With CouchWarriors opting for a smooth blend of Smash and traditional FGC entertainment on each day, Smash Ultimate became the second game to crown a grand champion for CWL 2020. 

This was by far the hardest bracket to predict on form, as Ultimate’s questionable netcode meant that many top players had been less motivated to compete after COVID forced the CWL to move online. There was no doubt the 16 invitees were all worthy of the chance, but individual matchups were far from certain. Even season points leader Sebastian “SebPro101” Poli-Tabone was happy to downplay his top seeding, predicting he might not even make it to Winners Finals.

Unfortunately for Seb, his grim forecast proved to be right on the money. After a season where he repeatedly dominated and gatekept online Ultimate, Seb had his nose bloodied almost immediately in a 2-3 loss to Harry “Nurd” Malikoff. Left facing a nightmarish Losers run, Seb rallied to eliminate Andrew “Kanga|Shadrew” Isokangas 3-1, but then found himself up against his most frequent rival this season: Aiden “Dura” Scalza. 

The head to head between these two has been decidedly Seb-favoured to this point, so much so that the younger Dura had named SebPro as his main tournament demon. And while Dura had tasted victory over Seb in the upper bracket of CWL August, it was Seb who had the last laugh in their Grand Finals rematch.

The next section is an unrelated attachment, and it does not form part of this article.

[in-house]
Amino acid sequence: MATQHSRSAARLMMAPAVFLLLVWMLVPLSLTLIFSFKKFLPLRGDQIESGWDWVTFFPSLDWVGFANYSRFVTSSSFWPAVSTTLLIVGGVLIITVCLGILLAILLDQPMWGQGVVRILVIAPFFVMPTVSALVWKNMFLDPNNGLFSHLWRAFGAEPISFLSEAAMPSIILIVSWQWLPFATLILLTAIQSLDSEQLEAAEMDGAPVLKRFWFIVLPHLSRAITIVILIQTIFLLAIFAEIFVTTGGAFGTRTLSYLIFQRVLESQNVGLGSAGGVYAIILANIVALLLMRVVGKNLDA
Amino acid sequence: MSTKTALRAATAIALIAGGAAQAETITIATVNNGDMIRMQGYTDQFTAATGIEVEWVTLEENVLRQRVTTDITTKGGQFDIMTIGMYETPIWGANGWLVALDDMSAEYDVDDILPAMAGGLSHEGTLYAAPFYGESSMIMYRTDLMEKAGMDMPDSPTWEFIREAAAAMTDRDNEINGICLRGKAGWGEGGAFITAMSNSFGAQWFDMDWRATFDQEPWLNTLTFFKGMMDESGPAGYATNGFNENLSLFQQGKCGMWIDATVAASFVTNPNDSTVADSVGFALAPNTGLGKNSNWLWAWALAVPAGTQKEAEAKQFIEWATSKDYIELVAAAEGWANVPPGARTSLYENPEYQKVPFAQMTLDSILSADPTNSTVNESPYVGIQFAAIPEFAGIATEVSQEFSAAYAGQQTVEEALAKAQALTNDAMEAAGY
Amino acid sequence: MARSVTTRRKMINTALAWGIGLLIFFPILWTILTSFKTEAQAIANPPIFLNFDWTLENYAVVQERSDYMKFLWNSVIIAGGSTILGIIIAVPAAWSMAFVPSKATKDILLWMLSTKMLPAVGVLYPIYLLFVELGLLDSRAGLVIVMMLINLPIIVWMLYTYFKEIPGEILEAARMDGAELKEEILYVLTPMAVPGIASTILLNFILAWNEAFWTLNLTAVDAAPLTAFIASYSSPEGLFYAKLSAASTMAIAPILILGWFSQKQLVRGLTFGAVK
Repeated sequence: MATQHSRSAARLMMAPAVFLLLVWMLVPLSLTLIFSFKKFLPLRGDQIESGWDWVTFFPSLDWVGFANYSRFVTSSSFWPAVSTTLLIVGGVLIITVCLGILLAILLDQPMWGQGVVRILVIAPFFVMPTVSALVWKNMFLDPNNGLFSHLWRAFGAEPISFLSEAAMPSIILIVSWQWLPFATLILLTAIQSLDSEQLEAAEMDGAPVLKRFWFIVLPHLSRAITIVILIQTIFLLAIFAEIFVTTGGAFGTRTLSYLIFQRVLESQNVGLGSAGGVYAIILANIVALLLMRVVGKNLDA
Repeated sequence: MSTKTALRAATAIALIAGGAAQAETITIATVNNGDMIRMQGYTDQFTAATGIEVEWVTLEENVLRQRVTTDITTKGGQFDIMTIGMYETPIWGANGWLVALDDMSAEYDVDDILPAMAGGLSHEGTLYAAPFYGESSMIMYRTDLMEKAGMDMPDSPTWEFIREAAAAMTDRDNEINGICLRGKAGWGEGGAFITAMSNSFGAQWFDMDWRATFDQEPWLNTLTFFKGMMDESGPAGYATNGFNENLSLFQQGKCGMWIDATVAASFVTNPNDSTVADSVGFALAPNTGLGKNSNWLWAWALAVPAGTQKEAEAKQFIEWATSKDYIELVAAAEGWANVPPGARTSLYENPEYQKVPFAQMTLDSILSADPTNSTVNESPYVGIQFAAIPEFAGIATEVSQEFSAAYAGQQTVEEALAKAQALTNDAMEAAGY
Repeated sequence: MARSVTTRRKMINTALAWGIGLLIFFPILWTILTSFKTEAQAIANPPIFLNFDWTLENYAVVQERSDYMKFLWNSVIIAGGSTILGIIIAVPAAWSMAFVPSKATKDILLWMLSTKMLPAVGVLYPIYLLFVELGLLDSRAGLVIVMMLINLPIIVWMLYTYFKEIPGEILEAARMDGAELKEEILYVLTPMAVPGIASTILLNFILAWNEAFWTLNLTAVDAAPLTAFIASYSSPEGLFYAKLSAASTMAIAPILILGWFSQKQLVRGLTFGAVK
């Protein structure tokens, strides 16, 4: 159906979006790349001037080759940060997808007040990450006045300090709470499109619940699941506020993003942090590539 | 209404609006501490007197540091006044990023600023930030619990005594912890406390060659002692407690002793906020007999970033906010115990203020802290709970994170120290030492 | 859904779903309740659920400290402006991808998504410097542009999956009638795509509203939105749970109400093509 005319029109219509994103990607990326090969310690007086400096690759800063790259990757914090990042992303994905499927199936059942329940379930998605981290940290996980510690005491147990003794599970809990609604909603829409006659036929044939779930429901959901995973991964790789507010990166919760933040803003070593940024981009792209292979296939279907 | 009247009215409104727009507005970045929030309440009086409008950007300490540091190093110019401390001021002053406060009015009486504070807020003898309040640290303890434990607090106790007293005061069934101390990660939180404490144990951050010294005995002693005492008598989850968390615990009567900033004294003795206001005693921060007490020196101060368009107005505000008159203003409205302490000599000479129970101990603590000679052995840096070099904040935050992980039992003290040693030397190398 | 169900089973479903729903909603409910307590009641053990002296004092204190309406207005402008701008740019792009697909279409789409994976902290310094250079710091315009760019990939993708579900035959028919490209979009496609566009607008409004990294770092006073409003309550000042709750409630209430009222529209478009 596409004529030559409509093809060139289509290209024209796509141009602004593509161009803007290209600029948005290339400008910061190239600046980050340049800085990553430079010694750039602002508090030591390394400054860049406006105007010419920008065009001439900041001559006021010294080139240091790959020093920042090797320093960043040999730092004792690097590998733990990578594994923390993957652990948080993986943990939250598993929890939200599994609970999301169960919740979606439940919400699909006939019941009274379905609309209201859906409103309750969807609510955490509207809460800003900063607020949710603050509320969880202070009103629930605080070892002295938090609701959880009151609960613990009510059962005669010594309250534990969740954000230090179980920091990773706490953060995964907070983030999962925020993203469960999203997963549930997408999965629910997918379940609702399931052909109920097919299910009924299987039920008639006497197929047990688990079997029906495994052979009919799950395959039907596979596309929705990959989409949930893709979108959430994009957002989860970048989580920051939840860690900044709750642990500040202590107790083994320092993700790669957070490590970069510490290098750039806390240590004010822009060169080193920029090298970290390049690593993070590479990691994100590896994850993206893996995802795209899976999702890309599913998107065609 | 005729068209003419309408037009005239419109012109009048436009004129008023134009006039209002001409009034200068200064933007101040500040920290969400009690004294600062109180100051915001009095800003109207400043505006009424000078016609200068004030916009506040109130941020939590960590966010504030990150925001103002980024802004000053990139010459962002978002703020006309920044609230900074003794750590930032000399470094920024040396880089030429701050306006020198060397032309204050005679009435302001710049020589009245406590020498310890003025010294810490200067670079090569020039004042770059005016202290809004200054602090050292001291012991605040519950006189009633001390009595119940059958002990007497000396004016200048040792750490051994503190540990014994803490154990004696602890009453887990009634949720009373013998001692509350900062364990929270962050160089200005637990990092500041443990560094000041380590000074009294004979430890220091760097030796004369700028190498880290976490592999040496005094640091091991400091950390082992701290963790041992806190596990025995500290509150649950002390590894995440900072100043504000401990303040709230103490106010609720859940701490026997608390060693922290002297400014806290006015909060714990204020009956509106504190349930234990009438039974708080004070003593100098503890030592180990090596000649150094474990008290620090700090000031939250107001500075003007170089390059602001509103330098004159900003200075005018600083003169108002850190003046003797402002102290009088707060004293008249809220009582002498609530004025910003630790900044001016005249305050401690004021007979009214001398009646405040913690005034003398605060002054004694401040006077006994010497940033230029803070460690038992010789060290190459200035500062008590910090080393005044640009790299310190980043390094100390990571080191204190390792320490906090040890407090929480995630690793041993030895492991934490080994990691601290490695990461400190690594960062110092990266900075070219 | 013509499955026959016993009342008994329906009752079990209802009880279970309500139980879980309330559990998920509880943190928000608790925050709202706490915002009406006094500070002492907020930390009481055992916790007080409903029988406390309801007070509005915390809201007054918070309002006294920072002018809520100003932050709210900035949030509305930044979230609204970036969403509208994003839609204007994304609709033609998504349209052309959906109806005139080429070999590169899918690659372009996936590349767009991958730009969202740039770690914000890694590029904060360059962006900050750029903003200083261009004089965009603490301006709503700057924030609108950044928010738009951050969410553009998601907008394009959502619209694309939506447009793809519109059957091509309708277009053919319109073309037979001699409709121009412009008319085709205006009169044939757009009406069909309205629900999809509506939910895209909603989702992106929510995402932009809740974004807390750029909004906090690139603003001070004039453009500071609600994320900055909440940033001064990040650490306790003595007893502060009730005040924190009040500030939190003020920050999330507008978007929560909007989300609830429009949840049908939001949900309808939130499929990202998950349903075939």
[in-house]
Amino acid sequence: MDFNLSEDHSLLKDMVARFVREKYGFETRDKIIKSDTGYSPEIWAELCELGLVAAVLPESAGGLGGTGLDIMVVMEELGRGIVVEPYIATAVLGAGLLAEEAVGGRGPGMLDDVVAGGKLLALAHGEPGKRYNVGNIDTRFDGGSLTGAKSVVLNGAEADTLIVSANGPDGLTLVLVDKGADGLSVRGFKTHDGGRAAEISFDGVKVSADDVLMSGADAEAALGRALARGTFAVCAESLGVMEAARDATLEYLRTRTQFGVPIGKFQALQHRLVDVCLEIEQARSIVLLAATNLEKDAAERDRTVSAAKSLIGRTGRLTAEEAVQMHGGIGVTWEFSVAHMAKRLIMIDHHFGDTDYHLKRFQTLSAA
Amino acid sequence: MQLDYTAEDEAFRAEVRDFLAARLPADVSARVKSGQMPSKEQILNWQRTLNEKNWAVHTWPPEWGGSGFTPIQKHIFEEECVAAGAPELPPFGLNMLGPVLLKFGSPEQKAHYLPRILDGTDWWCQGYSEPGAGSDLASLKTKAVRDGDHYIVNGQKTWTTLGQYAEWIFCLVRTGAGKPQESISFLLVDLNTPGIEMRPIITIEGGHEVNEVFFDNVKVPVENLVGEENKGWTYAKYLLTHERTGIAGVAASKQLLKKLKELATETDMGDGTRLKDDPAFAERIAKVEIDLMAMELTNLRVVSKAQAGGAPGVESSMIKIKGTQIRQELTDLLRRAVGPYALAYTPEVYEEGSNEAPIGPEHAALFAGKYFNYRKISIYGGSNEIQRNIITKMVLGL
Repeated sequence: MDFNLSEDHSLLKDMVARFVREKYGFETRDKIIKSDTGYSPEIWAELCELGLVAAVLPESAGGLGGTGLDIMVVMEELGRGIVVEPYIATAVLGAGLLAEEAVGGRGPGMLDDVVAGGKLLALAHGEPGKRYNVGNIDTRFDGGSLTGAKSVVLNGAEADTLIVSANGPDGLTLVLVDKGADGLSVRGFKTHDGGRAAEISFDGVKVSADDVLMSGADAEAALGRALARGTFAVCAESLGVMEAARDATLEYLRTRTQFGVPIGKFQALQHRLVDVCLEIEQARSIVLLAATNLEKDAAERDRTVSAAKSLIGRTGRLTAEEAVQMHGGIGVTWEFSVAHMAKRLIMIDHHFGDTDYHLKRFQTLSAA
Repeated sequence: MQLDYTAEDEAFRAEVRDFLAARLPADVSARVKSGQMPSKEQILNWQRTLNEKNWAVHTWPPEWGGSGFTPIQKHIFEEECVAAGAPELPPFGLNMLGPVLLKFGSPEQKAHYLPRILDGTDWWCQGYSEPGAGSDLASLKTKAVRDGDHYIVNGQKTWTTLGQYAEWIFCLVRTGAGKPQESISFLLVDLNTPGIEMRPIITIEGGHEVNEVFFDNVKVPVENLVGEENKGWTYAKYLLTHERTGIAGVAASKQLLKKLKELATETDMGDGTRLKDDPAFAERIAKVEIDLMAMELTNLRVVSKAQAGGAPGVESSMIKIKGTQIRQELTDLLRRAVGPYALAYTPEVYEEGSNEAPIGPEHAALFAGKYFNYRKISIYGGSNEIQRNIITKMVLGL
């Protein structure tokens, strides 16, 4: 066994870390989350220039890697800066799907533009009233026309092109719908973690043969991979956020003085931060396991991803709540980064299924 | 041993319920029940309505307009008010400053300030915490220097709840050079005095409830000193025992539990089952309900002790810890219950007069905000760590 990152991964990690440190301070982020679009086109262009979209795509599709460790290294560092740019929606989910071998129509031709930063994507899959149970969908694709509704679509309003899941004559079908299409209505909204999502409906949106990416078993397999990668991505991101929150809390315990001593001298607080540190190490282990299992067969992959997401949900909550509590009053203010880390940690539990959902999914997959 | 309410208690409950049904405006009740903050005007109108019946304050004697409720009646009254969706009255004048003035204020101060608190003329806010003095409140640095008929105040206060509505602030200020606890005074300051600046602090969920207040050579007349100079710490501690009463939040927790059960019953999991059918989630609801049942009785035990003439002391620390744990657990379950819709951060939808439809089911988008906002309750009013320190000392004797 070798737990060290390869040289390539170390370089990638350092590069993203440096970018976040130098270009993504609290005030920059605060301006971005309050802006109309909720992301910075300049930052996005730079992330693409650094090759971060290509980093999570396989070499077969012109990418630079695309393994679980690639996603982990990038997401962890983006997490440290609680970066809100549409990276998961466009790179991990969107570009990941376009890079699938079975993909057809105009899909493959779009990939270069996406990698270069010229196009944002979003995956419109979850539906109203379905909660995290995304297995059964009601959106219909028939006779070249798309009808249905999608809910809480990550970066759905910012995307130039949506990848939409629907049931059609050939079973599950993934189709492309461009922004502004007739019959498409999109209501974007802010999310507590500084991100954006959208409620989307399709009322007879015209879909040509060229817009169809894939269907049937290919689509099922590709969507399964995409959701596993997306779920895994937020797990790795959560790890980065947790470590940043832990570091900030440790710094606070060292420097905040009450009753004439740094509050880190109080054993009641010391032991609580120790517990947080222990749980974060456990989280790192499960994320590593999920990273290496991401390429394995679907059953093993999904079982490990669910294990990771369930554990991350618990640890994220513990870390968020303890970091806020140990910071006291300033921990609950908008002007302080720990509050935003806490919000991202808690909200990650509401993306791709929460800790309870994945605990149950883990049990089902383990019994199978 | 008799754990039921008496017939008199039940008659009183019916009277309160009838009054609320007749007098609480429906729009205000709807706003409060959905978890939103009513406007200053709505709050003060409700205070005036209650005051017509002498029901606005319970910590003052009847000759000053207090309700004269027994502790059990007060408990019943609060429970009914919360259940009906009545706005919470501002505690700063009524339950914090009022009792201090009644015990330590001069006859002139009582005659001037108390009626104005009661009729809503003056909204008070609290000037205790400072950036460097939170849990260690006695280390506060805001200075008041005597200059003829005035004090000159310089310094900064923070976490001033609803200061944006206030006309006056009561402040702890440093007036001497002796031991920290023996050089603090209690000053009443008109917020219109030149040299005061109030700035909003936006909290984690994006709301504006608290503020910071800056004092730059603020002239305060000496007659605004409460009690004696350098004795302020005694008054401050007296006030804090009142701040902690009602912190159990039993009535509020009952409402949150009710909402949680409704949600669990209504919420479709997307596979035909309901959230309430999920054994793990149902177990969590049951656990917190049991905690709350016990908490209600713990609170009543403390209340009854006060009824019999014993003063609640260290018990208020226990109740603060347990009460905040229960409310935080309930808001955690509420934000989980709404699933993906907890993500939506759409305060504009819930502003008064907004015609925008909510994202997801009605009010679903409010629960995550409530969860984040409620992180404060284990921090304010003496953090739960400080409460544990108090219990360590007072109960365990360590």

But a challenger with Dura’s tenacity cannot be denied forever. In a turning point for this evolving rivalry, he took Seb to game 5 at Pokemon Stadium and then patiently, clinically disarmed his explosive R.O.B with pokes and pistols, bundling the #1 seed out of the event.

Dura’s 5th place was one of several impressive finished on a day where the newer cadre of online warriors who have seized the spotlight in 2020 proved they aren’t just going to melt away once normal competition returns. CWL September’s flashy champion Andrew “Khami” Mantineo ambushed Shadrew with a 3-0 win in round one to help contribute to his early exit. And Perth Pikachu phenomenon Fryd Ryce – who only started attending tournament seriously in July – continued a meteoric ascent by running through the entire Losers Bracket, scalping DD, Srikar “GG|Sriks” Jha, and Tomas “DT|Luma” Parrish on his way to 4th place.